At around 703.4-705.0 cents, with fifths mildly tempered in the wide direction, the result is major thirds with ratios near 14/11 (417.508 cents) and minor thirds around 13/11 (289.210 cents).

At 705.882 cents, or tempered in the wide direction by 3.929 cents, the result is the diatonic scale in 17 tone equal. Beyond this point, the regular major and minor thirds approximate simple ratios of numbers with prime factors 2-3-7, such as the 9/7 or septimal major third (435.084 cents) and 7/6 or septimal minor third (266.871 cents). At the same time, the regular tones more and more closely approximate a large 8/7 tone (231.174 cents), and regular minor sevenths the "harmonic seventh" at the simple ratio of 7/4 (968.826 cents). This septimal range extends out to around 711.111 cents or 27-ed2, or a bit further.

That leaves the two extremes, what we could call:

Diatonic scales constructed in equal temperaments can have fifths either wider or narrower than a just 3/2. Here are a few examples:

Syntonic temperament and timbre

Regular diatonic tunings have also been referred to as syntonic temperaments.[5] This terminology is used for an instrument able to adjust timbre and use inharmonic partials in order to approximate the smoothness of 5/4 in harmonic timbres using inharmonic instruments with tempered fifths anywhere in the range of the regular diatonic tunings. It is named after the syntonic comma because of the resemblance to quarter comma meantone where the syntonic comma is tempered out. In the syntonic temperament on this instrument, then the syntonic comma is not tempered out, but the partials are adjusted to give a similar sound to the pure major thirds of quarter comma meantone while also preserving its characteristic that the major third is made up of two equally sized tones.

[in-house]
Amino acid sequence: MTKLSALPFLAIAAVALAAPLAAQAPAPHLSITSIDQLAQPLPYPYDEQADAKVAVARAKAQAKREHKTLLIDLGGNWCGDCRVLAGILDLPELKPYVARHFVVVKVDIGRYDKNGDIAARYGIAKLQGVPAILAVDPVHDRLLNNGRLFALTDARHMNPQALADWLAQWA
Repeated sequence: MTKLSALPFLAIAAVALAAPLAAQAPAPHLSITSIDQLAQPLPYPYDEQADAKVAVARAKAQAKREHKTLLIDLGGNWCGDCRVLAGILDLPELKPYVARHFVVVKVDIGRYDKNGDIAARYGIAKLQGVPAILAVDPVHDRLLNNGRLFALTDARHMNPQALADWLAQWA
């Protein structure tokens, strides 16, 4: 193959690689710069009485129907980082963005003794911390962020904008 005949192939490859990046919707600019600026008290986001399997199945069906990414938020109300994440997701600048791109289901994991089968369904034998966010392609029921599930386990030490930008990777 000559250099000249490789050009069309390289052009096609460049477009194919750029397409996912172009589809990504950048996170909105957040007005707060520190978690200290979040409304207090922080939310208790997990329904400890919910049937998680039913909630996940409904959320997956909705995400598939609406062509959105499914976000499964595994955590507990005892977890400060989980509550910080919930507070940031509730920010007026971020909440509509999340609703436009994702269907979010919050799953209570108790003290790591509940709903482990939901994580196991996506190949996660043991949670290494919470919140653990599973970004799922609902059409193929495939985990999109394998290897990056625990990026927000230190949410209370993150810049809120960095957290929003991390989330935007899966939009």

Figure 1: The syntonic temperament's tuning continuum, from (Milne et al. 2007).

Since it's a linear temperament, it can be played on an isomorphic keyboard, on which the fingering-pattern of any given musical structure is the same in any syntonic tuning. The combination of an isomorphic keyboard and continuously variable tuning enables Dynamic tonality, a novel expansion of the framework of tonality.[6]

As shown in the figure at right, the tonally valid tuning range of the syntonic temperament includes a number of historically important tunings, such as the currently popular 12-tone equal division of the octave (12-edo tuning, also known as 12-tone “equal temperament”), the meantone tunings, and Pythagorean tuning. Tunings in the syntonic temperament can be equal (12-edo, 31-edo), non-equal (Pythagorean, meantone), circulating, and can move towards (approximate) some Just Intonation tunings.[7]

Figure 2: Change in widths of intervals of the syntonic temperament across its tuning continuum (tonic is D).

The legend of Figure 2 (on the right side of the figure) shows a stack of P5's centered on D. Each resulting note represents an interval in the syntonic temperament with D as the tonic. The body of the figure shows how the widths (from D) of these intervals change as the width of the P5 is changed across the syntonic temperament's tuning continuum.

Research projects regarding the syntonic temperament


  1. Denckla, Benjamin Frederick (1995). "Dynamic Intonation for Synthesizer Performance".
  2. Blackwood, Easley. The Structure of Recognizable Diatonic Tunings. Princeton University Press. ISBN 9780691610887.
  4. "1-6 Syntonic Comma Meantone". xenharmonic wiki.
  5. Milne, A., Sethares, W.A. and Plamondon, J., "Isomorphic Controllers and Dynamic Tuning: Invariant Fingerings Across a Tuning Continuum", Computer Music Journal, Winter 2007, Vol. 31, No. 4, Pages 15-32.
  6. Plamondon, J., Milne, A., and Sethares, W.A., "Dynamic Tonality: Extending the Framework of Tonality into the 21st Century", in Proceedings of the Annual Meeting of the South Central Chapter of the College Music Society.
  7. Milne, A., Sethares, W.A., Tiedje, S., Prechtl, A., and Plamondon, J., "Spectral Tools for Dynamic Tonality and Audio Morphing", Computer Music Journal, in press.
  8. "Musica Facta". Archived from the original on 2014-05-17. Retrieved 2015-09-19.